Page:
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Athens, Greece

5 Best Places to Visit Near Athens – Day Trip Options

Athens is a city with rich history, culture, and vibrant metropolitan life. It has been the capital city of Greece for more than 2,500 years, and it’s one of the most popular tourist destinations in the country. For international visitors, the city offers the opportunity to tour the beautiful, historic Acropolis and many famous landmarks, including the Temple of Olympian Zeus and the Temple of Hephaestus. You’ll also find plenty of museums, ancient sites, and art galleries to keep history enthusiasts happy. 

While there are plenty of great places to discover in Athens, it is also conveniently located for day trips to other major destinations in Greece. Travelers who wish to explore more areas around the capital can benefit from a private transfer tour that will allow you to see the area on your schedule. 

With Athens as your base, here are a few of the best places to visit near Athens for your short day trip or longer overnight stay.

Best Places to Visit Near Athens


One of the most popular day trip options from Athens, the ancient archaeological site of Delphi is located only 2 and a half hours away from the capital. According to Greek mythology, this was the navel (center) of the world and where a sanctuary dedicated to the god Apollo was built. The site overlooks a verdant valley of olive trees and requires a steep uphill walk to enjoy the panoramic view from above. After your visit, it is recommended to visit the museum to learn more about the area. Afterward, you can dine in one of the various traditional tavernas found on the slopes of Mt Parnassos around Arahova, Agoriani, and the surrounding villages. 


The site of Mycenae, known as Mykines in Greek, is about 120km from Athens and will take just 1 and a half hours to reach. Located in the Peloponnese, in the southern region of Greece, it is known for the well-preserved ruins of the palace of the Mycenaean kings and its role in the Trojan War. The main attractions at the site are the Treasure of Atreus also known as the Tomb of Agamemnon. 

Temple of Poseidon

If you prefer something closer to Athens, the Temple of Poseidon at Cape Sounion was one of ancient Greece’s most important religious sanctuaries. Reaching the cape from downtown Athens will take just over an hour and offer you the chance to enjoy the most spectacular sunset. Dining in one of the fish taverns nearby Lavrio would be an excellent way to make the most of the day.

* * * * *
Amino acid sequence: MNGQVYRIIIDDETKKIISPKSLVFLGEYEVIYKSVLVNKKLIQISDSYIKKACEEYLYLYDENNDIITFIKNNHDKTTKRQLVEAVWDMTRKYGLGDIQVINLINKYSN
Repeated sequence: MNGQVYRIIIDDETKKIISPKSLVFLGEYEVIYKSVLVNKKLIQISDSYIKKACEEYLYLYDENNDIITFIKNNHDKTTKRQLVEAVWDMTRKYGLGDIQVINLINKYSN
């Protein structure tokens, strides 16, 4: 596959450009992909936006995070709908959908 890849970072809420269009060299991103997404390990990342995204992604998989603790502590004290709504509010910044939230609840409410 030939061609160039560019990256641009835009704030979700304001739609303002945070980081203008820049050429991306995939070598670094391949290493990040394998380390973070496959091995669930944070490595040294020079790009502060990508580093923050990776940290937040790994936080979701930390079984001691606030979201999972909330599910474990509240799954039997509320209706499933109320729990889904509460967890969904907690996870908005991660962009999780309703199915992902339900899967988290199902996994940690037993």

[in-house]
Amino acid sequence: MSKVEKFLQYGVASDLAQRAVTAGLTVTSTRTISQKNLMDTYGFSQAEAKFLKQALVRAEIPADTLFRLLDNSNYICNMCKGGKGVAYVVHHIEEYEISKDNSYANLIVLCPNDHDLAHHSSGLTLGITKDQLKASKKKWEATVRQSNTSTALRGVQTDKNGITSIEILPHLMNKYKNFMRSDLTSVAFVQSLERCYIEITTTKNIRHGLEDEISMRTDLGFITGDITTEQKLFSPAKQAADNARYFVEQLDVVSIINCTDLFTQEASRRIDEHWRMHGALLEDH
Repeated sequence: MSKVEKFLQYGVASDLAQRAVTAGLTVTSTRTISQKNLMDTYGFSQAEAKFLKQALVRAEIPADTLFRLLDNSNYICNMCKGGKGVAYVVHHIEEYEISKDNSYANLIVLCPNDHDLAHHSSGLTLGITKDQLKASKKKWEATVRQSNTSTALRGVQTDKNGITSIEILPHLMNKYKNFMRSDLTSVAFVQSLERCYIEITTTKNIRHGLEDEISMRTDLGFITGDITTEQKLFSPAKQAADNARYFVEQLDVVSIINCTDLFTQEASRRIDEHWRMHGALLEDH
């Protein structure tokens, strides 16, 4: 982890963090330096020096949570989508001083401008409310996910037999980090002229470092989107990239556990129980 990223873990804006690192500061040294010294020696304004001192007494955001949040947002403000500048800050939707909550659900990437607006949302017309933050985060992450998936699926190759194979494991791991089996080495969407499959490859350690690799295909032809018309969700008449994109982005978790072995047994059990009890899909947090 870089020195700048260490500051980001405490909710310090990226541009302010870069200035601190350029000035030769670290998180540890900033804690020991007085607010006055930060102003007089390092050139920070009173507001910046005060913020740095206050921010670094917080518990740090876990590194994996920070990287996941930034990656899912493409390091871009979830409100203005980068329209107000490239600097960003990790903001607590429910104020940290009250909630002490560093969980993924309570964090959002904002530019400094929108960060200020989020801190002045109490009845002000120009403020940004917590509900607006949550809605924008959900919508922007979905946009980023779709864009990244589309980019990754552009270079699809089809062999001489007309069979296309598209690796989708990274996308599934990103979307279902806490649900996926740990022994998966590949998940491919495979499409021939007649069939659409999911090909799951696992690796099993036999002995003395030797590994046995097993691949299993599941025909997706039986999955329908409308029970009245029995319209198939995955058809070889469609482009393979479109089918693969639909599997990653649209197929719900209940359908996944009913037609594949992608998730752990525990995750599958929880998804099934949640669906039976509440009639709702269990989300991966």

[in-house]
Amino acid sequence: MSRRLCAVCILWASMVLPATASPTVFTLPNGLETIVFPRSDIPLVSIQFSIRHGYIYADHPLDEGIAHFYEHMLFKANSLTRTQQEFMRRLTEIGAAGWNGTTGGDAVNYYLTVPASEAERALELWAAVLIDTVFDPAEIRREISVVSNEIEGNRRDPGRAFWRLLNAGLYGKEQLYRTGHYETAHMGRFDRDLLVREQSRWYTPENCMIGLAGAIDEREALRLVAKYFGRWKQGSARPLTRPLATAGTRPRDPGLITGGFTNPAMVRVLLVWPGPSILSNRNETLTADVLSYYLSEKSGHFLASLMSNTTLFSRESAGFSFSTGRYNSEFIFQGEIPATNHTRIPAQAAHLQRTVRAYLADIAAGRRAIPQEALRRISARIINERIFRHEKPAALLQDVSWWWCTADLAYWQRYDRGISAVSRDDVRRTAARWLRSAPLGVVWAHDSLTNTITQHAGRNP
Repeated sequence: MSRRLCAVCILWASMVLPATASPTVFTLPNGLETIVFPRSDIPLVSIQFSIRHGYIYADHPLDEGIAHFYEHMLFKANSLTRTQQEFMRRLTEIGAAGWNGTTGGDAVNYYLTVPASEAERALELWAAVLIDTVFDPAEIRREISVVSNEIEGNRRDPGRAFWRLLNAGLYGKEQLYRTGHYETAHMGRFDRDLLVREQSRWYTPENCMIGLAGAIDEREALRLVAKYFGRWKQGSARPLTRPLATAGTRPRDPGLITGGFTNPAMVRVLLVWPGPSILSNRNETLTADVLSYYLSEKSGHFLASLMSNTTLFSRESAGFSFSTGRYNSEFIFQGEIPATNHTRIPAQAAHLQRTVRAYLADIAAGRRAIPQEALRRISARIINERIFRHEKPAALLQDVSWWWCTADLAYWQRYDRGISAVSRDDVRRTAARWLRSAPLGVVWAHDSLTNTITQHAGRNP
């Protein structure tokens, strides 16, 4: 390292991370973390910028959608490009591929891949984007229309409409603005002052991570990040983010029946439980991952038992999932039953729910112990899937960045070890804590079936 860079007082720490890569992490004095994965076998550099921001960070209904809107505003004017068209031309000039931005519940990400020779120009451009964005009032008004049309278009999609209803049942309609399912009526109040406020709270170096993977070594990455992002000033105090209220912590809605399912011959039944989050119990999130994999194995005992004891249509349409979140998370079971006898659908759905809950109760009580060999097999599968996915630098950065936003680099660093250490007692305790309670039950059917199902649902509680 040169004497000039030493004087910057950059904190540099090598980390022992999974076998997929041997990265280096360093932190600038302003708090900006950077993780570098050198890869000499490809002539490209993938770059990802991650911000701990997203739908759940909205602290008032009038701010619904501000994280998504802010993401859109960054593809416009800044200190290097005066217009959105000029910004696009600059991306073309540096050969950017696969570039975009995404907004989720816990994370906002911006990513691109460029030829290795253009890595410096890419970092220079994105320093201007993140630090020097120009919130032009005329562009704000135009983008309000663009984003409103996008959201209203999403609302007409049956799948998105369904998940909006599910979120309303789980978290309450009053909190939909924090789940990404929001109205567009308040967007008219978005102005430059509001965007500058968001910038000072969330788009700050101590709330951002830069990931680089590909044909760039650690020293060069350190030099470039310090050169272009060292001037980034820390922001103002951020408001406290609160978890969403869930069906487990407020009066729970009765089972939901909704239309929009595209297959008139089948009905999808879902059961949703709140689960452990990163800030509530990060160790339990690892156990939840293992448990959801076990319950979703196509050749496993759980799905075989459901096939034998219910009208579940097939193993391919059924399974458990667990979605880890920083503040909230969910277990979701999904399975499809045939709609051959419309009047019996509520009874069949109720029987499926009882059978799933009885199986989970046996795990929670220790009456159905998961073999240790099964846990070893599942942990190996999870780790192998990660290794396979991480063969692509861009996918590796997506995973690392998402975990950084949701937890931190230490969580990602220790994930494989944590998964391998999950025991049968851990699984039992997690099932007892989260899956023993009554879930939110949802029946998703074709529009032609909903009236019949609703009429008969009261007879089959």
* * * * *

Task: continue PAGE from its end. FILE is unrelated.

The city of Nafplio is located on the southern coast of the Peloponnese in the Argolic Gulf. It is known for its impressive medieval castles and romantic vibes that visitors can enjoy all year round. At only 137km away from Athens, this is a great day trip option but is also well suited for longer overnight stays – there is so much to see. The charming waterfront is lined with plenty of options for drinking and dining, and its picturesque port is visited by yachts and catamarans from across the Mediterranean that wish to bask in its old charm and luxurious ambiance. Do not miss the chance to visit the Venetian fortress of Bourtzi, the castle located in the middle of the islet and visible from the waterfront, and Palamidi Castle, which sits high above the hill. 


Not far from Nafplio, the ancient theatre of Epidaurus can be combined with a visit to other places of significance in the Peloponnese, like the archeological site of Mycenae. In antiquity, Epidaurus was renowned as a place of healing, rest, and rejuvenation and was the most important of more than 200 sanctuaries known as Asclepieia. The Epidaurus Theatre, build during the 4th century BC, can accommodate more than 13,000 spectators and is one of the best-preserved theatres of the ancient world, renowned for its acoustics. Every year between May and October, the Epidaurus Festival welcomes musicians, actors, and performers from all around the world.